PROVIDENCE, R.I. — Lawmakers have dozens of bills they could consider when they come back for a rare fall session, after they abruptly adjourned in June.
Legislative leaders said after the budget passed on Thursday that their top priorities for September include a proposal to mandate paid time off for workers who call in sick and a bill that would require anyone on a domestic protective order issued by a court to surrender guns.
The state House of Representatives and Senate have passed versions of both proposals. The chambers have to reconcile the differences between the bills before legislation can be sent to the governor.
Democratic House Speaker Nicholas Mattiello said the two bills are important to many lawmakers and citizens, “so we’ve got to get them passed on their behalf.”
The session ended in June amid a budget dispute. The budget was hung up over a disagreement between the chambers over details of phasing out the car tax and the adjournment left many bills in legislative limbo.
The Senate returned on Thursday and passed the budget that had already passed the House. Both chambers plan to reconvene Sept. 19 to take up other pieces of legislation that did not get addressed before the end of the session.
Neither chamber plans to vote on legislation for a new ballpark for the Pawtucket Red Sox. Legislation that was introduced outlines a proposed state lease and payment agreement that would help construct a new stadium complex for the Boston Red Sox Triple-A affiliate.
The Senate Finance Committee plans to hold a series of hearings through the fall about it. Hearings in the House Finance Committee are a possibility, Mattiello said, but he has been concentrating on the budget and hasn’t considered much beyond that.
“We’ll do our normal end of session work,” Mattiello said. “The PawSox is not part of that normal work and we’ll see if we take that up.”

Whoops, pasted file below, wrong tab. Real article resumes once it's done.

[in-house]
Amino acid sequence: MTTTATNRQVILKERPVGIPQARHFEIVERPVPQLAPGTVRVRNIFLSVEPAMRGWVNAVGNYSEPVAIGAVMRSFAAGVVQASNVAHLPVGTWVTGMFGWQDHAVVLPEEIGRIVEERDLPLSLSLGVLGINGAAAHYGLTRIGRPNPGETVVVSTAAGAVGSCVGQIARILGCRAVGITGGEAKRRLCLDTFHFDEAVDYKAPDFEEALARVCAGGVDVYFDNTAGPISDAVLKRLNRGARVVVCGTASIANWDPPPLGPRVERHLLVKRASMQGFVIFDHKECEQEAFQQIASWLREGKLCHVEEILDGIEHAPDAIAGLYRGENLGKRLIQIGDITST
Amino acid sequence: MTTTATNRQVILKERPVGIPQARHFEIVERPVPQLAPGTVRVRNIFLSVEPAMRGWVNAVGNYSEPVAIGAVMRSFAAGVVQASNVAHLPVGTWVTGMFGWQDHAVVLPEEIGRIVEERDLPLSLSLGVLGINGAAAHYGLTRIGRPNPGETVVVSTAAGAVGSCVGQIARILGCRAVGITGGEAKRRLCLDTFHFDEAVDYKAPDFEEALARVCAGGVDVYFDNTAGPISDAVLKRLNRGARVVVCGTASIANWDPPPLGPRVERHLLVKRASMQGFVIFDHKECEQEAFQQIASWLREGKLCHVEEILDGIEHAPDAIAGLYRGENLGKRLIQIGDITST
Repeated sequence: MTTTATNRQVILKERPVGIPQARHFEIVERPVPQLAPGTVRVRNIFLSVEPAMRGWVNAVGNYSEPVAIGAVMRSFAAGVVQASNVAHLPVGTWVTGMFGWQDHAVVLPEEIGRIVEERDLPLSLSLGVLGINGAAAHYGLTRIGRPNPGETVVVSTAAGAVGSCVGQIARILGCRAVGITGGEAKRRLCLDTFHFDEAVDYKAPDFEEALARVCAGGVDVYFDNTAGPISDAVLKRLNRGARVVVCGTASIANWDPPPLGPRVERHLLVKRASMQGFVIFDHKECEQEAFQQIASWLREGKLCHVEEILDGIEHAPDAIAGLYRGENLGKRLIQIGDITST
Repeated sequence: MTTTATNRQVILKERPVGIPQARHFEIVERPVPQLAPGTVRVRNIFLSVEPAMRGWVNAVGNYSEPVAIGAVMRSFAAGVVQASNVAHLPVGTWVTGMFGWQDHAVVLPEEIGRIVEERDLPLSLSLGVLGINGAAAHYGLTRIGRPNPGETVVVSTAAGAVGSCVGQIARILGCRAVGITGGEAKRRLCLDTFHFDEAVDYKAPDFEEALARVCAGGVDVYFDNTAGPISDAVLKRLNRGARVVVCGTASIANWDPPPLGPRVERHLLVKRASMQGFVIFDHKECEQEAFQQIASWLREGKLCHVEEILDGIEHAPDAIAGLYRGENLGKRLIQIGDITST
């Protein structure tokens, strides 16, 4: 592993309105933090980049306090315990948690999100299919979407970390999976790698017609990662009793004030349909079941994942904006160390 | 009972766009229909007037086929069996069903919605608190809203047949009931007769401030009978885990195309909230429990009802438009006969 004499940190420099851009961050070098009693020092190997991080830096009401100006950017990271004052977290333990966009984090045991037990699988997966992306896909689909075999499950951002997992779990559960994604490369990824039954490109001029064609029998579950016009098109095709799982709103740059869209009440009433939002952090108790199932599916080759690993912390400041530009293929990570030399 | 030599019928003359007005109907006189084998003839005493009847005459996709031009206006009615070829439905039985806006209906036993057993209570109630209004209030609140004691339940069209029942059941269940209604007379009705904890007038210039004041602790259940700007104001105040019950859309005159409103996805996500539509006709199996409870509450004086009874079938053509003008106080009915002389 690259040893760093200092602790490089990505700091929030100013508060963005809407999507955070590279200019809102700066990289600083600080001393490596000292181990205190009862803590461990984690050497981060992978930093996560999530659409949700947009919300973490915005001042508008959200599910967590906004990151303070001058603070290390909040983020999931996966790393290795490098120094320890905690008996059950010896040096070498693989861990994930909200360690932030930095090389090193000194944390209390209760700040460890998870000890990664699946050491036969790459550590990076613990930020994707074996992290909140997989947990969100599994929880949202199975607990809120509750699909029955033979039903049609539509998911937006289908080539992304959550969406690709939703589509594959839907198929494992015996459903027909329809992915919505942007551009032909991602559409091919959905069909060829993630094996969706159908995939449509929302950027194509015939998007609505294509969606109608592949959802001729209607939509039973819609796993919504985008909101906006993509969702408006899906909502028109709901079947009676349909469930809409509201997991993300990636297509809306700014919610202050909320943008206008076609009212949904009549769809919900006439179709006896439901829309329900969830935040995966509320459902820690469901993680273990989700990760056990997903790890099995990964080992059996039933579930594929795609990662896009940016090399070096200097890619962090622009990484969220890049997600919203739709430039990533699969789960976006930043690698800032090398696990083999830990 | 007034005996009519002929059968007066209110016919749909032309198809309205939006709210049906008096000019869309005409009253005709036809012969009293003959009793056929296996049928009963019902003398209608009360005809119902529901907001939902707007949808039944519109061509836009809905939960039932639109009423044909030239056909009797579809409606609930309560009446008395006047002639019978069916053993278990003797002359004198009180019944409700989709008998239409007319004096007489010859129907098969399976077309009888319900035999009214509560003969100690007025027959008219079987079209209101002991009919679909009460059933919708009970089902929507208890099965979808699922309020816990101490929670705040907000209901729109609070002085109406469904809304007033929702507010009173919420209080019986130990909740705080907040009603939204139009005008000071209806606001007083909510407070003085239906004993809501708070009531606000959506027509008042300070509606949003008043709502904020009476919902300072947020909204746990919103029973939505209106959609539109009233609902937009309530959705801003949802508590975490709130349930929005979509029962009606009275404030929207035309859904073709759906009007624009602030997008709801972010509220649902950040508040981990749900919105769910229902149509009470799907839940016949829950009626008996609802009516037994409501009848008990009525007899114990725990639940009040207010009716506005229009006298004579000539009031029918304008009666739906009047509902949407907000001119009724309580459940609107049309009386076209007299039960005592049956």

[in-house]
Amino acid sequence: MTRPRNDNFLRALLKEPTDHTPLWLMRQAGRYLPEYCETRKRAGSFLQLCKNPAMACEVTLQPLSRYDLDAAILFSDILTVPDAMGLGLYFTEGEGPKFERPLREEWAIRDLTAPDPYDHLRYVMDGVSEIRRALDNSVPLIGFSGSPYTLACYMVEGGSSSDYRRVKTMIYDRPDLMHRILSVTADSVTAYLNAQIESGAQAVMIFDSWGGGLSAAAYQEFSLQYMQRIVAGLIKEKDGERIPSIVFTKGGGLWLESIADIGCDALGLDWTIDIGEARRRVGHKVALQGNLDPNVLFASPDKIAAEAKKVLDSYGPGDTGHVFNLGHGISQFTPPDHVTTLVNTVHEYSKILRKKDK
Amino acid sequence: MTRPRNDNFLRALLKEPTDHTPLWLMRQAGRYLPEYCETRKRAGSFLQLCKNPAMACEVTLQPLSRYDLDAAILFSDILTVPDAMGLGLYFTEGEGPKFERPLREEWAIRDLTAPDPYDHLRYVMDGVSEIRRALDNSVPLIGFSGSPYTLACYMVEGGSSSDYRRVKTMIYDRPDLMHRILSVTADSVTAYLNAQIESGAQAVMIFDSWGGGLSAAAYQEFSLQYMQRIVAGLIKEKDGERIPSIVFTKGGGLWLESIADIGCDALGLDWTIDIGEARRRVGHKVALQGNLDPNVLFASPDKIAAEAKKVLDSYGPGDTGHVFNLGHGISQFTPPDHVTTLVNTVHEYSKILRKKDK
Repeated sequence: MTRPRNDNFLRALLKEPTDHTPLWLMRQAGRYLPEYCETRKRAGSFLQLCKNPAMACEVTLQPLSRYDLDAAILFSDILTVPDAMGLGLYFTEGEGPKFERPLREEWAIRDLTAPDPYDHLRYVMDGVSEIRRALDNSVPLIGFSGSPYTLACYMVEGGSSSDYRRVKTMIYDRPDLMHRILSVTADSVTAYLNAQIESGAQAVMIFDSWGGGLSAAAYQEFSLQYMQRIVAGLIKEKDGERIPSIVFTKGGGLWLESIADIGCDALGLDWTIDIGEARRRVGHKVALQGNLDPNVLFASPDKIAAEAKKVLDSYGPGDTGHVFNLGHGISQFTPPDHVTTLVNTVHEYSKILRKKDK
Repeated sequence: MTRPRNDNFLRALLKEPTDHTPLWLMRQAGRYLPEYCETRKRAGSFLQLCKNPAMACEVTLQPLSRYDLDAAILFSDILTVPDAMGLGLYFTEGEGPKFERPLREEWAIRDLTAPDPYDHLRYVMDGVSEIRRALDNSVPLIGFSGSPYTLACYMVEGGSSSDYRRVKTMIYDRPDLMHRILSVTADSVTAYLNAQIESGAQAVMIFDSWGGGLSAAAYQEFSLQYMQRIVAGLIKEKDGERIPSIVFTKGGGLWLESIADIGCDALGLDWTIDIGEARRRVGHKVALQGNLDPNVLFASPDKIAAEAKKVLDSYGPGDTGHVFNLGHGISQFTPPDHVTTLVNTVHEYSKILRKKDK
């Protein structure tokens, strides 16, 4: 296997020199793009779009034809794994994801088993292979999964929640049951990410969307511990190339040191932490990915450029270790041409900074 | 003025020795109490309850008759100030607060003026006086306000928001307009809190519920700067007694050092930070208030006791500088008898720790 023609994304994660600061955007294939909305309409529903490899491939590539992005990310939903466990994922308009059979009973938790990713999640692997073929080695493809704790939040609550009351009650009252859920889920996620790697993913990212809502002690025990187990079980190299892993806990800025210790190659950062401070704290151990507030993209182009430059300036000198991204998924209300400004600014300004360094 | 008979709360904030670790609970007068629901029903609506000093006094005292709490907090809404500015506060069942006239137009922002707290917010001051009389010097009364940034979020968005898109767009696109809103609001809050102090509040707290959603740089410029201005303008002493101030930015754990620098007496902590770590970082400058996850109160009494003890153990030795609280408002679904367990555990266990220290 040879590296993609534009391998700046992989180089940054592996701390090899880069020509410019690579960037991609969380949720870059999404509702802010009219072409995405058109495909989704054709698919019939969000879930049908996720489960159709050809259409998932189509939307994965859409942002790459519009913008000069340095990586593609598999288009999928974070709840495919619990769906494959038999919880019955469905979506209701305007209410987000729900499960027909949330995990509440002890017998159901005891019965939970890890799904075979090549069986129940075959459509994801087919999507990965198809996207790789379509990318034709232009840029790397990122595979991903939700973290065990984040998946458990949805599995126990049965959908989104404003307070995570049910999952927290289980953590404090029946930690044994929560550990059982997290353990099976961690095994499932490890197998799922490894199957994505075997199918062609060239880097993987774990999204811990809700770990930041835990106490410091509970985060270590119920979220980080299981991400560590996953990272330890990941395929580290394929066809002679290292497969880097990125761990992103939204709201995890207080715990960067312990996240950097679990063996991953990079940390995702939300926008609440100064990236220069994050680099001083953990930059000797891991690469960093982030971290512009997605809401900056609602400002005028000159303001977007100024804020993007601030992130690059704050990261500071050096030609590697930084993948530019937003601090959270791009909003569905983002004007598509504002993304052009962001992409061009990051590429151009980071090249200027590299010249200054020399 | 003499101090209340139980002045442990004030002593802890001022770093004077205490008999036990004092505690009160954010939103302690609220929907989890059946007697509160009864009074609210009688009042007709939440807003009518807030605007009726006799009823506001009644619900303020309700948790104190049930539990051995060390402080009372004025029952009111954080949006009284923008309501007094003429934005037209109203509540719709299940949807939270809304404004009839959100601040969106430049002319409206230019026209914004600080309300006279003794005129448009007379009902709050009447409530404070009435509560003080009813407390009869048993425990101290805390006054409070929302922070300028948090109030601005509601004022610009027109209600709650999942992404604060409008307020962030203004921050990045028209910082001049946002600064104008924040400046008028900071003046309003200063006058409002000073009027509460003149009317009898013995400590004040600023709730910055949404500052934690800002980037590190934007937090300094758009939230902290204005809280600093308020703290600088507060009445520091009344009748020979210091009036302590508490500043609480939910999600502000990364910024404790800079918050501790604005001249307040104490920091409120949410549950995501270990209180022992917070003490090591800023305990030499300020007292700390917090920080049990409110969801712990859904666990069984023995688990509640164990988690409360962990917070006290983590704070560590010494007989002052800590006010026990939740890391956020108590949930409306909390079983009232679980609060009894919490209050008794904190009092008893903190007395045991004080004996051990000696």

Democratic Senate President Dominick Ruggerio said he’d like to see a package of bills already passed by the Senate move forward to reform the probation and sentencing systems. The bills aim to save money and make communities safer by offering such services as drug treatment in place of incarceration. The Senate passed similar bills last year that stalled.
The full House hasn’t passed the justice reinvestment bills, but Mattiello said there’s a lot of interest in them so the chamber will consider them and he expects passage.
Another priority for the Senate is a bill to put into statute protections that currently exist through the Affordable Care Act. It would prevent exclusions for pre-existing conditions and allow people up to the age of 26 to stay on a parent’s policy, for example.
The Senate passed it because of the debate in Washington over repealing and replacing former Democratic President Barack Obama’s signature health care law. The House has not.
Ruggerio said he’s hopeful the chambers will reach agreement on several major pieces of legislation.
Mattiello and Ruggerio struck a deal to consider car tax legislation separately to monitor the impact of the phase-out, putting an end to the budget impasse. The Senate approved that legislation Thursday. The House is expected to consider it in September.